Actually, my interpretation of the court decision has always been that, since the agreement between Scrooge and Flinty was concluded before the island was blown apart, Scrooge was awarded title to BOTH the portion of the island holding the diamond cave AND the worthless portion.  That is why Scrooge's "keeping" the western part of the island after the expiration of the deadline to pay Glomgold made no sense.  Following the logic of the court ruling, both pieces of the island should have reverted to Glomgold's control.  But GeoX and "Christopher" go this one better by pointing out that Scrooge, by carving his markers in the cave one million years before and having his markers validated by the court, owned the island all along, and that Glomgold did not have the authority to sell Scrooge the latter's own property.  In other words, the contract had no legal basis to begin with.  Somehow, Joe and I missed this error.

A goof of this magnitude would have been enough to drag "Lam"'s rating down all by itself, but a re-examination of the ep as a whole reveals that the jig (or should that be reel?) would have been up quickly enough even without such a mistake.  The dumbitude debuts immediately after the disappearance of the title card, as the Beagle Boys boot Scrooge, Bubba, and Tootsie out of the Money Bin without a soul to stop them.  Um, doesn't Scrooge have some employees working there?  (For example, the receptionist whose voice could be heard near the end of "Bubba Trubba"?)  Even given that Gizmoduck is not yet present to serve as a security guard, would the EXISTING security personnel, whoever they might be, just sit back and ALLOW the Beagles to take over?  Never mind, we have the obligatory Scrooge-Bubba breakup scene to shoot, complete with the old miser clenching and unclenching his fists as Bubba leaves, as if we were expected to believe that Scrooge, even in his present state, would be capable of punching a child.

Greg mistakenly claims that this wasn't the first time that the Beagle Boys took over the Money Bin, citing "A Drain on the Economy."  While the Beagles certainly got into the Bin in that episode, they didn't commandeer Scrooge's money as a result, since the cash had drained into the sewer system as a result of "Bertha"'s explosion.  In "The Money Vanishes," the reverse was true; the Beagles never entered the Bin, yet they were able to move Scrooge's money to their hideout.  Here, the Beagles are quite literally "in possession" of both Bin and boodle, and one can understand their playful glee as they celebrate the occasion.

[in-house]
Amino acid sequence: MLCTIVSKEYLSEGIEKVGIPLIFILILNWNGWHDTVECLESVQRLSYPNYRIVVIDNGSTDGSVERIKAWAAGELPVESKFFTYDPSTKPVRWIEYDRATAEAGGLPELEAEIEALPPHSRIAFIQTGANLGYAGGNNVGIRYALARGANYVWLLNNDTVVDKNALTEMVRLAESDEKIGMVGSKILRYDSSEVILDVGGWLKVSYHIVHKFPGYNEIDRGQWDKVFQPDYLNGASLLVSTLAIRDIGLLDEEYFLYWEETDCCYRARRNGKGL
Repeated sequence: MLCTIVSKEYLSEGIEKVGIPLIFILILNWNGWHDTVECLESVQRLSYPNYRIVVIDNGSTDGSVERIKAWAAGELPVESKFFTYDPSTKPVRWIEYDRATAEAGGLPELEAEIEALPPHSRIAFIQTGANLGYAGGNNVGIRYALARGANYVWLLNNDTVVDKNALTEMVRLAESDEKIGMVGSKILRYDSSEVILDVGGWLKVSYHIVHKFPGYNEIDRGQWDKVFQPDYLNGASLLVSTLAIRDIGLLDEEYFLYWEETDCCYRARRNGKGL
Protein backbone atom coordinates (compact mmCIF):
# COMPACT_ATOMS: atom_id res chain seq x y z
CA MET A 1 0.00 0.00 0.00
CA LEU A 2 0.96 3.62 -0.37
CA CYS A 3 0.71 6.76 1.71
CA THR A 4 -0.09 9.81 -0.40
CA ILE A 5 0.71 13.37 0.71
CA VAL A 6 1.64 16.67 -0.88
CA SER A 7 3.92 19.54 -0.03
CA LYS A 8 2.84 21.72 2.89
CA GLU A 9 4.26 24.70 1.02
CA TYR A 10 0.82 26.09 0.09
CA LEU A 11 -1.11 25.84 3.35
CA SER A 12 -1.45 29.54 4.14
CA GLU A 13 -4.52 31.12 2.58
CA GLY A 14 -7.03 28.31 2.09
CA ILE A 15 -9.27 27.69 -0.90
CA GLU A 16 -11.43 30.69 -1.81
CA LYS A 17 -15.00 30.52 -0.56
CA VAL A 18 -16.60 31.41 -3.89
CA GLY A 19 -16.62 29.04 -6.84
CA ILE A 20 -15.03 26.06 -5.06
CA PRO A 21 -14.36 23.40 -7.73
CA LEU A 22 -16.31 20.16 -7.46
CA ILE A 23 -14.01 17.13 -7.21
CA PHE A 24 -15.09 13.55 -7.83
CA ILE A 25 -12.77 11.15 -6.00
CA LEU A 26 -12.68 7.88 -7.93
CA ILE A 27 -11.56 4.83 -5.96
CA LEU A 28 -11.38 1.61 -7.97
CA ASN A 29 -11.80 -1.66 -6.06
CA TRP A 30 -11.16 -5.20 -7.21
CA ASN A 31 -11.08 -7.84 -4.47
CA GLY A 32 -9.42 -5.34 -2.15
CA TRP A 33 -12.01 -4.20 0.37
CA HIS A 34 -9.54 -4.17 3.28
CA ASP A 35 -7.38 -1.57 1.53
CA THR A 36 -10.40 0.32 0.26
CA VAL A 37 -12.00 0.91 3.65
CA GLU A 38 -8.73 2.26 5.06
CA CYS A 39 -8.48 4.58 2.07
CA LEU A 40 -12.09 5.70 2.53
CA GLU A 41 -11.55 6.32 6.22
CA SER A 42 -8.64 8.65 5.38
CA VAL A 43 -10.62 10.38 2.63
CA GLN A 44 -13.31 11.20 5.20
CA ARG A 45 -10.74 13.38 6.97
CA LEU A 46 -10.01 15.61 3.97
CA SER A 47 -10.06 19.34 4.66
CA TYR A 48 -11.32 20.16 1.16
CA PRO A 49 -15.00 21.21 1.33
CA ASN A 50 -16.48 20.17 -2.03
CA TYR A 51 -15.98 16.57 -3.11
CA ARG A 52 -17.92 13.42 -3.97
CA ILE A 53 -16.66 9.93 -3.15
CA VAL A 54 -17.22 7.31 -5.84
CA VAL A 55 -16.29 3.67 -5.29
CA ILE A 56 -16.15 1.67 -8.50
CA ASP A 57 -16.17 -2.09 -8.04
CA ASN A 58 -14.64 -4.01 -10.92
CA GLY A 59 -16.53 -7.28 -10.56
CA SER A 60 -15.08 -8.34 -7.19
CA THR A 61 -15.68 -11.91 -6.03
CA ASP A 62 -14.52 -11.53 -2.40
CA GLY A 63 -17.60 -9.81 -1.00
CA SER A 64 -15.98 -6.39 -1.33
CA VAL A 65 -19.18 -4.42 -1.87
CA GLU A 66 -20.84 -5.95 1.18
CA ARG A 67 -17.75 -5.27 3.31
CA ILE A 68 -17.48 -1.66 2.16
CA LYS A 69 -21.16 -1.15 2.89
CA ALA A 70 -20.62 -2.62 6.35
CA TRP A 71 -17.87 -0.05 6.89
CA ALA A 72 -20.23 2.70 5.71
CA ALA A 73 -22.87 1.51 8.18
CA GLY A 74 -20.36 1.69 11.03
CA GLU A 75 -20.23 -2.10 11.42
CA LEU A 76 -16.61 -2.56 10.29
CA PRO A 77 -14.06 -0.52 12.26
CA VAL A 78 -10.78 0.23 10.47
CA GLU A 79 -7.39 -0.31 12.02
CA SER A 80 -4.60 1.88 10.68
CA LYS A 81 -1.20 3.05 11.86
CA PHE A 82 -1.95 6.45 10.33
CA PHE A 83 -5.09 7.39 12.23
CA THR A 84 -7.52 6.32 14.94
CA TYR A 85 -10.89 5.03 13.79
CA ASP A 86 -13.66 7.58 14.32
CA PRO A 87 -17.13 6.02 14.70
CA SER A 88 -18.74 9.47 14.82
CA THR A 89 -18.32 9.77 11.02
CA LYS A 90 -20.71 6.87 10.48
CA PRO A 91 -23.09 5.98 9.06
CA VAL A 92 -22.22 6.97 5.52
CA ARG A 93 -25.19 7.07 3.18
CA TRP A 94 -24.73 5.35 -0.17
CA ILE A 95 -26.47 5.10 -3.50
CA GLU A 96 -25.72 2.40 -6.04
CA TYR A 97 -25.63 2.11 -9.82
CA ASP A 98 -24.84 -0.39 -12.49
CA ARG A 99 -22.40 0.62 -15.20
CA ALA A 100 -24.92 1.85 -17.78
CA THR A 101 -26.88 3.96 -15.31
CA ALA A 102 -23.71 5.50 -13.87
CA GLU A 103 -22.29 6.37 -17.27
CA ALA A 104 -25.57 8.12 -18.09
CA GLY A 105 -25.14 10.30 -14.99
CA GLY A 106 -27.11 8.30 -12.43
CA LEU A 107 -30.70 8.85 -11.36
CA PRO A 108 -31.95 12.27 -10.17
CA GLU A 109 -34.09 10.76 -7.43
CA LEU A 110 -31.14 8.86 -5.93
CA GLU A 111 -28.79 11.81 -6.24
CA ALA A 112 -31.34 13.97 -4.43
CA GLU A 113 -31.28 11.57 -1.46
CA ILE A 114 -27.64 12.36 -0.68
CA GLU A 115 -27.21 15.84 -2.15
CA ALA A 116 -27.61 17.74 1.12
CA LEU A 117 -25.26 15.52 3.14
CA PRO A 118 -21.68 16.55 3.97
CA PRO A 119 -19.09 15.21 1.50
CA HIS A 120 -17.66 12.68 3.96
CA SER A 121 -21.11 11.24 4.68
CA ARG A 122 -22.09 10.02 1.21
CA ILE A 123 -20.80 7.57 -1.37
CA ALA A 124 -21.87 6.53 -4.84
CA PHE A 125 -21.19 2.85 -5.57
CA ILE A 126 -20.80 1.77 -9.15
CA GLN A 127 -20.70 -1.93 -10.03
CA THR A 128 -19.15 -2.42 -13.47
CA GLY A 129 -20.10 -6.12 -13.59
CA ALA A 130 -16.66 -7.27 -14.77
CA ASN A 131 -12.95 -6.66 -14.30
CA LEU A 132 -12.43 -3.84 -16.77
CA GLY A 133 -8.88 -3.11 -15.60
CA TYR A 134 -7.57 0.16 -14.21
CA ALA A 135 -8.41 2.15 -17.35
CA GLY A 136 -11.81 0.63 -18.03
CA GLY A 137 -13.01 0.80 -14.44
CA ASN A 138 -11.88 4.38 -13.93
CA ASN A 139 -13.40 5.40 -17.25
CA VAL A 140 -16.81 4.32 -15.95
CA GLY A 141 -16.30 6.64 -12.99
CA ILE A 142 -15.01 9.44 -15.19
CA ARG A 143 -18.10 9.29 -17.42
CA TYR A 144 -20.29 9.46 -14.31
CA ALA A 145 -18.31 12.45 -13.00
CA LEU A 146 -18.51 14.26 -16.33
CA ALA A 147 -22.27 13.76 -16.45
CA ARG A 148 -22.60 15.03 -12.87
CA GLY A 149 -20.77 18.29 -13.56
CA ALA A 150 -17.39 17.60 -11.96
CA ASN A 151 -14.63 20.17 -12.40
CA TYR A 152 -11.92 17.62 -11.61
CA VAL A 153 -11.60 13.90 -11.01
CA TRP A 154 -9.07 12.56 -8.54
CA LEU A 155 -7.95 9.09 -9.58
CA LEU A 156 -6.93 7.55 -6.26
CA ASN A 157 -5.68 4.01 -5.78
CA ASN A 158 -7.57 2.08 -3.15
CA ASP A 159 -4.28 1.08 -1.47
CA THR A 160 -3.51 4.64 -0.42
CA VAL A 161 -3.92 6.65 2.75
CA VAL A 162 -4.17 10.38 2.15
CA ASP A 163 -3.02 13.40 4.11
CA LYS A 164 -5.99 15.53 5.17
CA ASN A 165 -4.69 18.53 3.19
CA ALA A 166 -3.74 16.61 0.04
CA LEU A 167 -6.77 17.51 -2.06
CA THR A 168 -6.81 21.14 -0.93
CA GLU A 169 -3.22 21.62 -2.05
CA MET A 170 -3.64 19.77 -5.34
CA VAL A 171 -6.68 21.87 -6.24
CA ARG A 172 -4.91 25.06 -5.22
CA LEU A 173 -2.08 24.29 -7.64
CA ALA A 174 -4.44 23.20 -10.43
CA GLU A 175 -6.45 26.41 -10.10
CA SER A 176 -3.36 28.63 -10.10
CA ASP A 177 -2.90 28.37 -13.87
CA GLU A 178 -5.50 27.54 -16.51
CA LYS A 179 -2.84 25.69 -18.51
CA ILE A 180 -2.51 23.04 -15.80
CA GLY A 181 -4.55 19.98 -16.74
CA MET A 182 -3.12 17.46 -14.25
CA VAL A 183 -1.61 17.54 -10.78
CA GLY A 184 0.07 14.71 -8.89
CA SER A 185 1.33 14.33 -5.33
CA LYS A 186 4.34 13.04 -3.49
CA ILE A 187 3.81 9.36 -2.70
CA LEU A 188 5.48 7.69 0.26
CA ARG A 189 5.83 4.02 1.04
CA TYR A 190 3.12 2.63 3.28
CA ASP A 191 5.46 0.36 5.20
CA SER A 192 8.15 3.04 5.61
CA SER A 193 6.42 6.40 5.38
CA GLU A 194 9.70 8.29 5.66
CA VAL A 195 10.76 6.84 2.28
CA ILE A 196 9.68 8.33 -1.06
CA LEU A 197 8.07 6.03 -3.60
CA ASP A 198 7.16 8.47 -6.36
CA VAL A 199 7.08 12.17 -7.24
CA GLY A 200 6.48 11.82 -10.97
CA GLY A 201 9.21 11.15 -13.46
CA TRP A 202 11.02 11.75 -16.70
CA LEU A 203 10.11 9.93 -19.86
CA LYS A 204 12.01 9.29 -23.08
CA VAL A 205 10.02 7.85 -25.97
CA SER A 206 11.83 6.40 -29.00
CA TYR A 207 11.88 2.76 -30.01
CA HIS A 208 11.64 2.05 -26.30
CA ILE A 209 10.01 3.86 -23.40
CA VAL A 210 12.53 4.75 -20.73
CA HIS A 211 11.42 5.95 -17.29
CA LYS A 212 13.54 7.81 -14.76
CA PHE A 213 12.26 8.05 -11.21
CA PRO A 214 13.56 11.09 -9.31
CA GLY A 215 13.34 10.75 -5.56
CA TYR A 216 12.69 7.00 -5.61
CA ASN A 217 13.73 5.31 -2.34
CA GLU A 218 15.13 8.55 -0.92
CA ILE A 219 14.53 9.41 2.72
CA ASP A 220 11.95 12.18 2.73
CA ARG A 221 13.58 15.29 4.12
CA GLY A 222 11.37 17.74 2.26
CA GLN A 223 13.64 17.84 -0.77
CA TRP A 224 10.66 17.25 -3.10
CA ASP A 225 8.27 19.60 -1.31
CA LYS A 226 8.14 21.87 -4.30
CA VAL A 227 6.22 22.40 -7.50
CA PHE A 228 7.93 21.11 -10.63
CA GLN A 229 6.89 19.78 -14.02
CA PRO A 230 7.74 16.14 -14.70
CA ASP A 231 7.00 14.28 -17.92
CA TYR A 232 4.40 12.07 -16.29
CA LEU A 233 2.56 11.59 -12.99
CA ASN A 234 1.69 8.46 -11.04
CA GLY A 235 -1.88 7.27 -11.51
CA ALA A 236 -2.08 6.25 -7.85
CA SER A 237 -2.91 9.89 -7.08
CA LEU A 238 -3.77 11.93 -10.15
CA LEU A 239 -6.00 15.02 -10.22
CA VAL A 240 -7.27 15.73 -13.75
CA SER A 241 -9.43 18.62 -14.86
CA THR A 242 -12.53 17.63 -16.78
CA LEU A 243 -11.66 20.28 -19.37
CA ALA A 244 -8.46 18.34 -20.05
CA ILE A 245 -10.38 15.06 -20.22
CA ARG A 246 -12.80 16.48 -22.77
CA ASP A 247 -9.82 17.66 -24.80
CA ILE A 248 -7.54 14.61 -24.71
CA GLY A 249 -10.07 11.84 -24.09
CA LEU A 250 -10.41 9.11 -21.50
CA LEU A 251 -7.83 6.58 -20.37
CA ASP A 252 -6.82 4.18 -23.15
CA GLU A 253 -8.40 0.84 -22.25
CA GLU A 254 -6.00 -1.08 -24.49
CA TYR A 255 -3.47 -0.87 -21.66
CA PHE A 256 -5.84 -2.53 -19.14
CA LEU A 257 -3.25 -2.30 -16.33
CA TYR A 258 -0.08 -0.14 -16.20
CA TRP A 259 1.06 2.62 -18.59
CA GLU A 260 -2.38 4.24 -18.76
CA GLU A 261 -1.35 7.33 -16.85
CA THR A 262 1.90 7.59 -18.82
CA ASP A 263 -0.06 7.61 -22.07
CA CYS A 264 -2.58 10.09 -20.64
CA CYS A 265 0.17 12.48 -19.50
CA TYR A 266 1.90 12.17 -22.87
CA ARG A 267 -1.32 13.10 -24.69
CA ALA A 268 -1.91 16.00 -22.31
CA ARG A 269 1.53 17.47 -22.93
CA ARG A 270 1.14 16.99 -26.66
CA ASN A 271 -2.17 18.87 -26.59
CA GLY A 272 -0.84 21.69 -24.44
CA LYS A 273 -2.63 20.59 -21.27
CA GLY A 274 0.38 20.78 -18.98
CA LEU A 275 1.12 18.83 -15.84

What one CANNOT understand, of course, is the Beagles' thinking that they can take all of Scrooge's "moola" and "split."  Here, once again, GeoX's knocking of the DT Beagles seems appropriate.  Their inexplicable "instant mastery" of Scrooge's security system seems all the more improbable in light of this display of gargantuan stupidity.  Either the security system's instruction manual was right there for the consulting (hey, Gyro left one in one of his giant construction robots -- so it could happen!) , or "punching a bunch of buttons" really does seem to be a panacea in the world of Duckburg.

Since when did Scrooge build a retaining wall around his property?

The role-reversal rehash of the Beagle attack in "A Drain on the Economy" isn't all that bad in a literal sense.  For one thing, the gags are better, because they're slightly more realistic; none of the Army guys get smashed by a giant metal sphere, flattened by closing walls, or anything as crudely "Toony" as that.  There are also a few clever pop-culture riffs: DT takes its first, but certainly not its last, swipe at contemporary ratings rival Teenage Mutant Ninja Turtles by having "Commander Scrooge" resort to using (quickly-routed) Ninjas, and the exhausted Army's retreat from the bombed-out territory around the Bin reminds one of the classic "retreat scene" in Gone With the Wind (1939).  Still, the miasma of deja vu hangs thickly around all of these scenes.